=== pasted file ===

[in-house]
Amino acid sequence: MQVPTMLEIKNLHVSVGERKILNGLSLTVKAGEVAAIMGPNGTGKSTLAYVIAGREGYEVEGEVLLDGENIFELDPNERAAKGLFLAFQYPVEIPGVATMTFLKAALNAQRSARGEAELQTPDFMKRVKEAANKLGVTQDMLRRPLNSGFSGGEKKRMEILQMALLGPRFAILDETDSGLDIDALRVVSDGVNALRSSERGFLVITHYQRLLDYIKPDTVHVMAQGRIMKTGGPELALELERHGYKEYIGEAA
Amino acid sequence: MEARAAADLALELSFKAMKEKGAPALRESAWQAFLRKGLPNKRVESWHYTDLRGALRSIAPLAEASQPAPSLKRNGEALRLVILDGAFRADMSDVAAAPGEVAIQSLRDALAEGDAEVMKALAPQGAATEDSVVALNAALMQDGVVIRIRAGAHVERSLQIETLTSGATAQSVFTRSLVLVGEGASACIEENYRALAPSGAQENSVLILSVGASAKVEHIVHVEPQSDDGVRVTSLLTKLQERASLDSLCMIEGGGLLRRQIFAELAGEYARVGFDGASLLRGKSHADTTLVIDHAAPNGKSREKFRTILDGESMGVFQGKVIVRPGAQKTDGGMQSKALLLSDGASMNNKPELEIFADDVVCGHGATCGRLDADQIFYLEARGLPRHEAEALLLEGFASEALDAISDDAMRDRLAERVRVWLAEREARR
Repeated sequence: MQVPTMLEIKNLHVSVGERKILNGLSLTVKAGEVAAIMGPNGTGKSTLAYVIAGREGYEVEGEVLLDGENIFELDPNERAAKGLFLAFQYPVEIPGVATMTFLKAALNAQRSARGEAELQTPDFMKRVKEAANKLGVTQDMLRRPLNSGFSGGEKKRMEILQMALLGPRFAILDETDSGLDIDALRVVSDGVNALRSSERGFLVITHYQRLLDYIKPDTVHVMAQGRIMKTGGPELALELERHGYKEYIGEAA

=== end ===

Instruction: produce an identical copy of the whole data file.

[in-house]
Amino acid sequence: MQVPTMLEIKNLHVSVGERKILNGLSLTVKAGEVAAIMGPNGTGKSTLAYVIAGREGYEVEGEVLLDGENIFELDPNERAAKGLFLAFQYPVEIPGVATMTFLKAALNAQRSARGEAELQTPDFMKRVKEAANKLGVTQDMLRRPLNSGFSGGEKKRMEILQMALLGPRFAILDETDSGLDIDALRVVSDGVNALRSSERGFLVITHYQRLLDYIKPDTVHVMAQGRIMKTGGPELALELERHGYKEYIGEAA
Amino acid sequence: MEARAAADLALELSFKAMKEKGAPALRESAWQAFLRKGLPNKRVESWHYTDLRGALRSIAPLAEASQPAPSLKRNGEALRLVILDGAFRADMSDVAAAPGEVAIQSLRDALAEGDAEVMKALAPQGAATEDSVVALNAALMQDGVVIRIRAGAHVERSLQIETLTSGATAQSVFTRSLVLVGEGASACIEENYRALAPSGAQENSVLILSVGASAKVEHIVHVEPQSDDGVRVTSLLTKLQERASLDSLCMIEGGGLLRRQIFAELAGEYARVGFDGASLLRGKSHADTTLVIDHAAPNGKSREKFRTILDGESMGVFQGKVIVRPGAQKTDGGMQSKALLLSDGASMNNKPELEIFADDVVCGHGATCGRLDADQIFYLEARGLPRHEAEALLLEGFASEALDAISDDAMRDRLAERVRVWLAEREARR
Repeated sequence: MQVPTMLEIKNLHVSVGERKILNGLSLTVKAGEVAAIMGPNGTGKSTLAYVIAGREGYEVEGEVLLDGENIFELDPNERAAKGLFLAFQYPVEIPGVATMTFLKAALNAQRSARGEAELQTPDFMKRVKEAANKLGVTQDMLRRPLNSGFSGGEKKRMEILQMALLGPRFAILDETDSGLDIDALRVVSDGVNALRSSERGFLVITHYQRLLDYIKPDTVHVMAQGRIMKTGGPELALELERHGYKEYIGEAA